Are our kids growing up in a safer world than we did?

man in uniform with burns maskThe recent graphic images of dying refugees, coupled with threats of a bombing campaign in Syria made me stop and think about what my daughters think of the world around them. 

Do these events frighten them? Are they scared for their own lives? How different is the world in 2015, compared with my upbringing in the 70s and 80s?

Threads

The image above is taken from a TV movie shown on the BBC in 1984 called Threads

At the time, as a school kid, this was a huge deal. 

The film showed what would happen in the event of a nuclear attack on Sheffield and the fallout thereafter.&nbsp
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What you see through a front-room window

I was walking home the other night from the chip shop and couldn’t help spotting a TV flickering through someone’s front-room window.

It was one of those 95-inch screen jobbies that you can see from space, so I was hardly snooping… anyway, that’s by the by.

Who should I see on screen but my former History teacher from school. And having Googled him, I now discover that Alex Kershaw is an author of some note and repute.

He was a talking head on one of those History Channel documentaries about WW2 from what I could tell and, even though it’s almost 20 years on, he looked very similar to how I remember him.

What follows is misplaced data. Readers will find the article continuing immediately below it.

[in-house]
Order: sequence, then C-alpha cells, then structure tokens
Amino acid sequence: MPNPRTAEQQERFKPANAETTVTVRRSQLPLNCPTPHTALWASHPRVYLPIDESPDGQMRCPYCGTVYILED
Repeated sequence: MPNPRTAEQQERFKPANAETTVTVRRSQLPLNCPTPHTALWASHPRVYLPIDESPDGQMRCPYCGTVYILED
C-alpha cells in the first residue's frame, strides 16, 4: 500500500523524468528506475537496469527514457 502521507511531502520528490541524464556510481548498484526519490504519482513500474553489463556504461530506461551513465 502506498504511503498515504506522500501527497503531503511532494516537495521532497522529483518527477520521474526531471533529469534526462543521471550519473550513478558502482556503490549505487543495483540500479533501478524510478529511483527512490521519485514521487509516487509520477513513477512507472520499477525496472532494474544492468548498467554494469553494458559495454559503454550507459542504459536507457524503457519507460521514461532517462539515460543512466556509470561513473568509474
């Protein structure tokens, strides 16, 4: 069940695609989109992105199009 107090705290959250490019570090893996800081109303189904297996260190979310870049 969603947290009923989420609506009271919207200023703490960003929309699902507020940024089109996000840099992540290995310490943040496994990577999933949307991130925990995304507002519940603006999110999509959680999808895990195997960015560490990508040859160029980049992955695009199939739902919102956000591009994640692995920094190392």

Alex Kershaw was one of those teachers you love as a pupil. As a sixth-former studying Contemporary History, it was pretty cool to be taught by a 24-year-old teacher almost fresh out of university with a passion for left-wing politics and bags of charisma with it.

I remember one particular trip into London to go to the Imperial War Museum when he was happy to take a few of us to the pub before the proper business of the day.

For some reason that escapes me now, the watering holes of London were left untouched, but the sentiment was there.

The moral of the story here, though, is keep an eye on people’s front room windows – you never know who you might see.